Did Charlie Manuel actually overthink the situation and put his team in a worse situation than if he had just let the team position itself in a more traditional alignment? Can someone invite LaRussa to the discussion as I am sure he is the expertise on all things baseball will clear this up immediately?
Posted 11/02 at 10:16 AM
@Moose, I know Bill James has said on a number of occasions that the shift doesn’t work but that he’s glad teams do it against Ortiz, you know, since it doesn’t work. Of course, he hasn’t explained his reasons. I guess those would be the intellectual property of the Red Sox.
Posted 11/02 at 10:22 AM
Jeter did the exact play one time. I remember it, but it wasn’t in the post season and I’m not sure who it was against.
Posted 11/02 at 10:26 AM
Detroit Michael said...
The Fielding Bible II has some nice graphs on defensive shifts in it. They (Baseball Info Solutions) seem to advocate it against various batters.
Posted 11/02 at 10:27 AM
Simon DelMonte said...
Even if you hate the Yankees, if you are a fan of the game, you have to be smiling and shaking your head and wondering how that happened and wishing that your team could do something like that.
And if you’re the Yankees, and at any time in the past four years found yourselves wondering if Johnny Damon was really worth all that money, you aren’t wondering that anymore. Now you’re wondering how much it will cost to bring him back.
I think the Phils should win tonight because a rested Lee will possibly provide just enough oomph to at least make sure that the Yankees don’t win it on the road. But how often have we seen 3-1 leads become 4-1 clinches? Either way, even with the Phils’ never say day attitude, I think this one is over.
Posted 11/02 at 10:45 AM
Chris in Dallas said...
Addendum to DevilsAdvocate’s point above: Phillips pulled off the feat when the shift was on for Adam Dunn.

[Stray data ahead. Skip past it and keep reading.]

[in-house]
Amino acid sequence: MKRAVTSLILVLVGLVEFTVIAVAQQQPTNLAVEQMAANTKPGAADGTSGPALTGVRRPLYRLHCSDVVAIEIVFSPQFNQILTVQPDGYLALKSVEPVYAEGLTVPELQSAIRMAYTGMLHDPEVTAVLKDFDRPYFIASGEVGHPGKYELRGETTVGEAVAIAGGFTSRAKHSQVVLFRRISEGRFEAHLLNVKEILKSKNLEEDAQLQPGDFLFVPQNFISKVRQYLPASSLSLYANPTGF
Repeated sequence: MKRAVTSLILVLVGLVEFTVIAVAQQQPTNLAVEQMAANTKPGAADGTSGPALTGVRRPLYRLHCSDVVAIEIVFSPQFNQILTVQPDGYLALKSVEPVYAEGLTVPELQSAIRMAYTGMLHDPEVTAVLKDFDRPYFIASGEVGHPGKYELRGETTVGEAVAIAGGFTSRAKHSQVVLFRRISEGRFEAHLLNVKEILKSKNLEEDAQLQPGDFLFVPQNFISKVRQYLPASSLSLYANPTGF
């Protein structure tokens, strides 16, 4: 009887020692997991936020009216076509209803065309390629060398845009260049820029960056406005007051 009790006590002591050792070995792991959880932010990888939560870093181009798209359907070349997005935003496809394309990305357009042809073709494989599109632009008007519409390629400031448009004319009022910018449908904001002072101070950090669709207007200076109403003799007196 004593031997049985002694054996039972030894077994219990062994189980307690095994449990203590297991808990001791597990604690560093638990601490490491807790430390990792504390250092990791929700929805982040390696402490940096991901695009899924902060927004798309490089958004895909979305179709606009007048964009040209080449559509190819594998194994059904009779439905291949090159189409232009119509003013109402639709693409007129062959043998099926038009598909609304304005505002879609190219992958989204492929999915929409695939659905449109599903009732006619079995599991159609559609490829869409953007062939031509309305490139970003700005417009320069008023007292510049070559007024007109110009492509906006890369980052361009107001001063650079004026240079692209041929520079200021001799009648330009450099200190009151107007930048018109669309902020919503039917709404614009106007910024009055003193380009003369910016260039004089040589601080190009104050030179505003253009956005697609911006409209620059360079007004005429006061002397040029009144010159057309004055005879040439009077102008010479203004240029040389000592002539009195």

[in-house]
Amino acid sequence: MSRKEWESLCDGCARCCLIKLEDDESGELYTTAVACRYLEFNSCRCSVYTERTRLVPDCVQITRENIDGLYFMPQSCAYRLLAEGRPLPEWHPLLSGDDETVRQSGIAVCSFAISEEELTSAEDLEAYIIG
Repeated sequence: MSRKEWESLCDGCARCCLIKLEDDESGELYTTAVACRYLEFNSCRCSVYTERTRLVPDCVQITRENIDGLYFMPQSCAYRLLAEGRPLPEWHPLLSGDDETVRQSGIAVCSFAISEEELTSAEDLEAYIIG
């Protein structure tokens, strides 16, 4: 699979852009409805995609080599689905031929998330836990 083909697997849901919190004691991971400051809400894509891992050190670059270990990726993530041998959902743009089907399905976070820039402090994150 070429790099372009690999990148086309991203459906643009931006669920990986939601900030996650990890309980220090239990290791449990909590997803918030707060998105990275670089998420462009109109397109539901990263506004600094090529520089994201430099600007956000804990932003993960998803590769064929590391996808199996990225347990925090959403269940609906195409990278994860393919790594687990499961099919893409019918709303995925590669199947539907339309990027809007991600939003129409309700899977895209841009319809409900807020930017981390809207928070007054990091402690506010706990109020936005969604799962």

Posted 11/02 at 10:51 AM
If my memory is correct, Brandon Phillips stole 2nd and 3rd base (on one pitch) twice in 2008 when the opposing team had the Dunn/Griffey shift in place. On one of them he didn’t slide at 2nd, he hit the 2nd base bag at full speed and just kept running. However, doing it in a World Series game is much more impressive.
Posted 11/02 at 11:08 AM
Obviously a tough series so far for the Phillies, but I think it’s commendable they’ve made it this far given their top two SP’s had not thrown a pitch for the team before August. Even with an offense like that, I’m guessing not many teams have made it to the Series without a half-decent closer or legit #1 or #2 starter that late in the season.
Posted 11/02 at 11:09 AM
It was opening day in ‘03 against Toronto. [Over]shift for Giambi, Jeter took 2nd and headed for 3rd, where he was met by the catcher who slid into Jeter with both knees to block 3rd, separating Jeter’s shoulder :(
Posted 11/02 at 11:18 AM
Mike Treder said...
@ Jonathan Fellows: Nice recall! I remember watching that game and being totally amazed at Willie’s baseball instincts. I’m also pretty sure it wasn’t the only time Mays pulled off that play. But never, of course, in the World Series.
Posted 11/02 at 11:42 AM